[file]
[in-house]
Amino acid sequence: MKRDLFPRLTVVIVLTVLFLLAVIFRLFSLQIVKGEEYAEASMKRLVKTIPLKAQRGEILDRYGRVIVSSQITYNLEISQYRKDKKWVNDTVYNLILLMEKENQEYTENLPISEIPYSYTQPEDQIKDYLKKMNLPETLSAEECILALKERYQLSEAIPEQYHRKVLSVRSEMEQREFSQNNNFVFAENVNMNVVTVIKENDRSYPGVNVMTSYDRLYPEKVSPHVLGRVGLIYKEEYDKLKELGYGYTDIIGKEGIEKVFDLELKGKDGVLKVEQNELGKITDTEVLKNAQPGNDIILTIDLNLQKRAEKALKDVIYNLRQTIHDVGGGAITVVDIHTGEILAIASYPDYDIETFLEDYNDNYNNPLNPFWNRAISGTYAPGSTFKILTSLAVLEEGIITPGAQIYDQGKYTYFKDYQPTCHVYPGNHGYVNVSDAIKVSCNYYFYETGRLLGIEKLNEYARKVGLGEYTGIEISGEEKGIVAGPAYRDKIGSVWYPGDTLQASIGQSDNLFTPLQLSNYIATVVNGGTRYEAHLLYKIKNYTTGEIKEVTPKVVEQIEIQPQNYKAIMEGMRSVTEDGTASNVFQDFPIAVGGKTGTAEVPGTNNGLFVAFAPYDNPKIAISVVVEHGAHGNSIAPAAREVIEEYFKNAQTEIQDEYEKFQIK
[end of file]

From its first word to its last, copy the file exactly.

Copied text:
[in-house]
Amino acid sequence: MKRDLFPRLTVVIVLTVLFLLAVIFRLFSLQIVKGEEYAEASMKRLVKTIPLKAQRGEILDRYGRVIVSSQITYNLEISQYRKDKKWVNDTVYNLILLMEKENQEYTENLPISEIPYSYTQPEDQIKDYLKKMNLPETLSAEECILALKERYQLSEAIPEQYHRKVLSVRSEMEQREFSQNNNFVFAENVNMNVVTVIKENDRSYPGVNVMTSYDRLYPEKVSPHVLGRVGLIYKEEYDKLKELGYGYTDIIGKEGIEKVFDLELKGKDGVLKVEQNELGKITDTEVLKNAQPGNDIILTIDLNLQKRAEKALKDVIYNLRQTIHDVGGGAITVVDIHTGEILAIASYPDYDIETFLEDYNDNYNNPLNPFWNRAISGTYAPGSTFKILTSLAVLEEGIITPGAQIYDQGKYTYFKDYQPTCHVYPGNHGYVNVSDAIKVSCNYYFYETGRLLGIEKLNEYARKVGLGEYTGIEISGEEKGIVAGPAYRDKIGSVWYPGDTLQASIGQSDNLFTPLQLSNYIATVVNGGTRYEAHLLYKIKNYTTGEIKEVTPKVVEQIEIQPQNYKAIMEGMRSVTEDGTASNVFQDFPIAVGGKTGTAEVPGTNNGLFVAFAPYDNPKIAISVVVEHGAHGNSIAPAAREVIEEYFKNAQTEIQDEYEKFQIK